of a network is not desired.
Cisco security appliances are available in different implementations:

As a standalone device or as external firewalls like Cisco ASA 5585-X Series Adaptive
Security Appliances. They are purpose-built solutions that integrate firewall, unified
communications security, VPN, IPSs, and content security services in a unified platform.

As service modules (integrated) in the service chassis. The most typical deployment is
using a Catalyst 6500 chassis and with an ASA-SM installed in the chassis. The ASA-SM
supports most features, as found on the adaptive security appliance standalone firewalls,
and allows additional flexibility for configuration of the topology because it does not use
physical cables.

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• Typically positioned in the data center aggregation layer.
• Traffic flows from the aggregation switch to the appliance to be inspected.
• Allowed traffic flows toward the aggregation switch, to be further switched
southbound to the access layer.
• Need to provision sufficient bandwidth to and from the firewall.

Public
VDC

Protected
VDC
Regular deployment
© 2012 Cisco and/or its affiliates. All rights reserved.

“VDC sandwich” design
DCUFD v5.0—5-22

One of the most popular designs is placing the firewalls as standalone devices. Highperformance adaptive security appliance devices, such as the Cisco ASA 5580-40 and 5585-X
can be deployed. These security appliances feature traffic filtering and inspection for 10-Gb
bandwidth and more.
The traffic flow is from the aggregation switch to the security appliance where traffic is filtered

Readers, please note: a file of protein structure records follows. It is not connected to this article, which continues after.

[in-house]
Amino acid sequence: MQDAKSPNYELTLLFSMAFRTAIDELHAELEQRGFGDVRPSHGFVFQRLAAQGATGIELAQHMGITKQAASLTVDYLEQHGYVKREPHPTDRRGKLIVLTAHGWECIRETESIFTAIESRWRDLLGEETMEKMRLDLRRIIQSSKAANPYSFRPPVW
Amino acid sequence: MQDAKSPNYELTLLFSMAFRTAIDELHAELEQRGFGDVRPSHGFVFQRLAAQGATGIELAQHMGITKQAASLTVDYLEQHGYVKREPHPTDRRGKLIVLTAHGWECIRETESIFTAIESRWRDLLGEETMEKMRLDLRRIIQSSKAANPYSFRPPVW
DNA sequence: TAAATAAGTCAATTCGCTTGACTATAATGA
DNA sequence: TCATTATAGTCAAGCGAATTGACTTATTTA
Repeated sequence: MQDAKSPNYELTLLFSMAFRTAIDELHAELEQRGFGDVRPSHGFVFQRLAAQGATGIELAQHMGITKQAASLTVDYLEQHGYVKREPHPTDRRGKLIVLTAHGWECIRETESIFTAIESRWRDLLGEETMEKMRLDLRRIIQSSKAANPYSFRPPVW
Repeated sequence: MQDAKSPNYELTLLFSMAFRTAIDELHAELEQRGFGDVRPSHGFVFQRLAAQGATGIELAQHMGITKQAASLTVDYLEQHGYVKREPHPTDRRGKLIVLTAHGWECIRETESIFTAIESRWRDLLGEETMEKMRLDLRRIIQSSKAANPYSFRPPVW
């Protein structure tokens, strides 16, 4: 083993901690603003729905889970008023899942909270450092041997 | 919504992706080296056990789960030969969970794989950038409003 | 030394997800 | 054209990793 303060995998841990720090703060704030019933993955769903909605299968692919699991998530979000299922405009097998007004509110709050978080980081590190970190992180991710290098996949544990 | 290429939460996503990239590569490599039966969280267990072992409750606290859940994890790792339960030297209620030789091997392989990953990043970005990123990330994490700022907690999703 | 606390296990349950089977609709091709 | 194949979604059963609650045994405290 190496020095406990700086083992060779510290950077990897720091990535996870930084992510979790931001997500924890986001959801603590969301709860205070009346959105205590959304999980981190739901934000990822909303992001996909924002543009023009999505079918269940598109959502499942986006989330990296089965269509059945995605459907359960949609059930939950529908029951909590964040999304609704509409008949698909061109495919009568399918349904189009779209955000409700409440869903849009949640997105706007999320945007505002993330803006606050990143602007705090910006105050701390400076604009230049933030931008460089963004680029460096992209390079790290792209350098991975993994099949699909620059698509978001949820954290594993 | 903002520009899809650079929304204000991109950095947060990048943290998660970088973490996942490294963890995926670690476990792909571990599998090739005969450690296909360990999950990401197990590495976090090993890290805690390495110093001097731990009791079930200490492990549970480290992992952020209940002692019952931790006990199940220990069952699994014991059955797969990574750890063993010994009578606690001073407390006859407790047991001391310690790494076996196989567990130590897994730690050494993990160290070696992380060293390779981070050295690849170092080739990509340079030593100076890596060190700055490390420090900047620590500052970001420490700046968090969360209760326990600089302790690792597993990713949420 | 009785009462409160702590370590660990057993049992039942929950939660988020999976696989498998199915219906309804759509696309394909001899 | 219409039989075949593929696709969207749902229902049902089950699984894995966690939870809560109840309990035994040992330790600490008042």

and inspected, and then back to the aggregation switch. Traffic can use a single link or multiple
links (one per direction), depending on the amount of traffic and how congested these links are.
Segment the traffic using VLANs—an outside VLAN and an inside VLAN.
Note

On the trunk links between the adaptive security appliance and the switch, you also need to
carry VLANs that are used for firewall failover.

The example on the left side of the figure does not use virtual device contexts (VDCs) on the
Cisco Nexus 7000 aggregation switch, while the example on the right side does. Using VDCs is
recommended, so as to additionally separate trusted and untrusted zones on the aggregation
switches.
When using the design with VDCs, you need to provision multiple links to the firewall
appliance—one from the unsecured VDC and one to the secured VDC.

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• Traffic from the aggregation switch is sent to the service chassis.
• Aggregation switch uses a vPC to both service chassis.
• Service chassis running Cisco Catalyst 6500 VSS and MEC to aggregation
switch.
• The aggregation switch can use VDCs.
• Traffic filtering and inspection on the service chassis.
Public
VDC

VSS

VSS
Protected
VDC

© 2012 Cisco and/or its affiliates. All rights reserved.

DCUFD v5.0—5-23

A design with a service chassis is used when you need multiple types of IP services in the data
center—not only firewalling, but also server load balancing and so on. In the service chassis,
you can deploy the ASA-SM firewall and the Cisco ACE30 Module to deliver application
services. This way, you have a common platform—the service chassis—to deliver all services.
When using the option with VDCs on the Cisco Nexus 7000 aggregation switches, you must